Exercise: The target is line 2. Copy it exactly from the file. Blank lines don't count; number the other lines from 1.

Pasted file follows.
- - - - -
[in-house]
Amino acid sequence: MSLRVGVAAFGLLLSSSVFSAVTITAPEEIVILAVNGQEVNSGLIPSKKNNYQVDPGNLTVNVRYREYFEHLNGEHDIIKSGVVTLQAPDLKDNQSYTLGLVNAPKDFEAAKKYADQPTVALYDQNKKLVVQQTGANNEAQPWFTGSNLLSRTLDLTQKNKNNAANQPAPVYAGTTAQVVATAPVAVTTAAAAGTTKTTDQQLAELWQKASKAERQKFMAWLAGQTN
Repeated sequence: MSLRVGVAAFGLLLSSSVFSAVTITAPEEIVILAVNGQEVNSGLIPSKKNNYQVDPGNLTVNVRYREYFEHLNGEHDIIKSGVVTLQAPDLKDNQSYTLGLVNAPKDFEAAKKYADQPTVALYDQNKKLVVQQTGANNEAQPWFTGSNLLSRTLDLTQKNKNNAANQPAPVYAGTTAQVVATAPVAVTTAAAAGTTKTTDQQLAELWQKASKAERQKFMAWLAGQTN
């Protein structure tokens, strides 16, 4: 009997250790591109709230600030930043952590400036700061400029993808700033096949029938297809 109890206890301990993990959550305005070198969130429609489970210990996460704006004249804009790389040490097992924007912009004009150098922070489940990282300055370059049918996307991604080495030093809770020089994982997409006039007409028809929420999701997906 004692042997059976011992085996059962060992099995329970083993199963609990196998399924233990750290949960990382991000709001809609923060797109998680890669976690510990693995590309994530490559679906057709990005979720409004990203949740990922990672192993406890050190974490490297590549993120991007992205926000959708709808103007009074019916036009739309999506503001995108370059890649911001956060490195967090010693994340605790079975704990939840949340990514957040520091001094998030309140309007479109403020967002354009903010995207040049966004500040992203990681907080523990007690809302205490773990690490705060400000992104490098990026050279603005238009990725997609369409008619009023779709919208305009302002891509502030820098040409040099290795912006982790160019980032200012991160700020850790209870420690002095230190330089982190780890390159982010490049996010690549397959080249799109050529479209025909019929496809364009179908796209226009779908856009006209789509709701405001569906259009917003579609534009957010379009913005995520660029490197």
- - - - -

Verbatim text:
Amino acid sequence: MSLRVGVAAFGLLLSSSVFSAVTITAPEEIVILAVNGQEVNSGLIPSKKNNYQVDPGNLTVNVRYREYFEHLNGEHDIIKSGVVTLQAPDLKDNQSYTLGLVNAPKDFEAAKKYADQPTVALYDQNKKLVVQQTGANNEAQPWFTGSNLLSRTLDLTQKNKNNAANQPAPVYAGTTAQVVATAPVAVTTAAAAGTTKTTDQQLAELWQKASKAERQKFMAWLAGQTN